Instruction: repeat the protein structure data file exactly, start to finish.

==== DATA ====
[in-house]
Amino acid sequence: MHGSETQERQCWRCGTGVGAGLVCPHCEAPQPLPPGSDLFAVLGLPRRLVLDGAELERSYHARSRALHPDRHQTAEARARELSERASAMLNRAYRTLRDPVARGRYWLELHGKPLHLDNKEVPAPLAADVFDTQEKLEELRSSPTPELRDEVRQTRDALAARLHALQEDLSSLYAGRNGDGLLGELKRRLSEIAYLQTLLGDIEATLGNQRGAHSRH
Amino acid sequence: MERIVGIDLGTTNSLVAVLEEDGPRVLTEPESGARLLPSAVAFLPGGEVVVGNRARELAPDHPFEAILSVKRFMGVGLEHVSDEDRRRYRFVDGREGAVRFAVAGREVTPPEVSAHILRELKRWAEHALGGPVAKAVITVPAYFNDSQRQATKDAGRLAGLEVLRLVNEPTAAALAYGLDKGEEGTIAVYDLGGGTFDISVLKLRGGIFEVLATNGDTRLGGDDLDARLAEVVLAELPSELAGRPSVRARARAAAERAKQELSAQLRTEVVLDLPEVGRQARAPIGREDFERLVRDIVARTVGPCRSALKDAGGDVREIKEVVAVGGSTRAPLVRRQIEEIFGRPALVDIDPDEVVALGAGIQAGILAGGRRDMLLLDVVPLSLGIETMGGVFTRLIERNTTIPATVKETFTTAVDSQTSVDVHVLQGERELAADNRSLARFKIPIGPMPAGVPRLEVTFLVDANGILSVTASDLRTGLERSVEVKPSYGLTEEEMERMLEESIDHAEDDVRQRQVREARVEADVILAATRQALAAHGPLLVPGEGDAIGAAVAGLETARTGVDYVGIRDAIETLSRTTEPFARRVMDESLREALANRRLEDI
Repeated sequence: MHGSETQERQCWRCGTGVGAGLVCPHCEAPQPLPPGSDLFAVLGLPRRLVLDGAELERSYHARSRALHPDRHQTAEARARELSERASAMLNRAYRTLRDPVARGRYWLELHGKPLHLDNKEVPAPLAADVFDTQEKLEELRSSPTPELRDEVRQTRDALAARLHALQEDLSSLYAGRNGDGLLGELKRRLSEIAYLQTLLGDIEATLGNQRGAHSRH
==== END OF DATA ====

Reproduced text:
[in-house]
Amino acid sequence: MHGSETQERQCWRCGTGVGAGLVCPHCEAPQPLPPGSDLFAVLGLPRRLVLDGAELERSYHARSRALHPDRHQTAEARARELSERASAMLNRAYRTLRDPVARGRYWLELHGKPLHLDNKEVPAPLAADVFDTQEKLEELRSSPTPELRDEVRQTRDALAARLHALQEDLSSLYAGRNGDGLLGELKRRLSEIAYLQTLLGDIEATLGNQRGAHSRH
Amino acid sequence: MERIVGIDLGTTNSLVAVLEEDGPRVLTEPESGARLLPSAVAFLPGGEVVVGNRARELAPDHPFEAILSVKRFMGVGLEHVSDEDRRRYRFVDGREGAVRFAVAGREVTPPEVSAHILRELKRWAEHALGGPVAKAVITVPAYFNDSQRQATKDAGRLAGLEVLRLVNEPTAAALAYGLDKGEEGTIAVYDLGGGTFDISVLKLRGGIFEVLATNGDTRLGGDDLDARLAEVVLAELPSELAGRPSVRARARAAAERAKQELSAQLRTEVVLDLPEVGRQARAPIGREDFERLVRDIVARTVGPCRSALKDAGGDVREIKEVVAVGGSTRAPLVRRQIEEIFGRPALVDIDPDEVVALGAGIQAGILAGGRRDMLLLDVVPLSLGIETMGGVFTRLIERNTTIPATVKETFTTAVDSQTSVDVHVLQGERELAADNRSLARFKIPIGPMPAGVPRLEVTFLVDANGILSVTASDLRTGLERSVEVKPSYGLTEEEMERMLEESIDHAEDDVRQRQVREARVEADVILAATRQALAAHGPLLVPGEGDAIGAAVAGLETARTGVDYVGIRDAIETLSRTTEPFARRVMDESLREALANRRLEDI
Repeated sequence: MHGSETQERQCWRCGTGVGAGLVCPHCEAPQPLPPGSDLFAVLGLPRRLVLDGAELERSYHARSRALHPDRHQTAEARARELSERASAMLNRAYRTLRDPVARGRYWLELHGKPLHLDNKEVPAPLAADVFDTQEKLEELRSSPTPELRDEVRQTRDALAARLHALQEDLSSLYAGRNGDGLLGELKRRLSEIAYLQTLLGDIEATLGNQRGAHSRH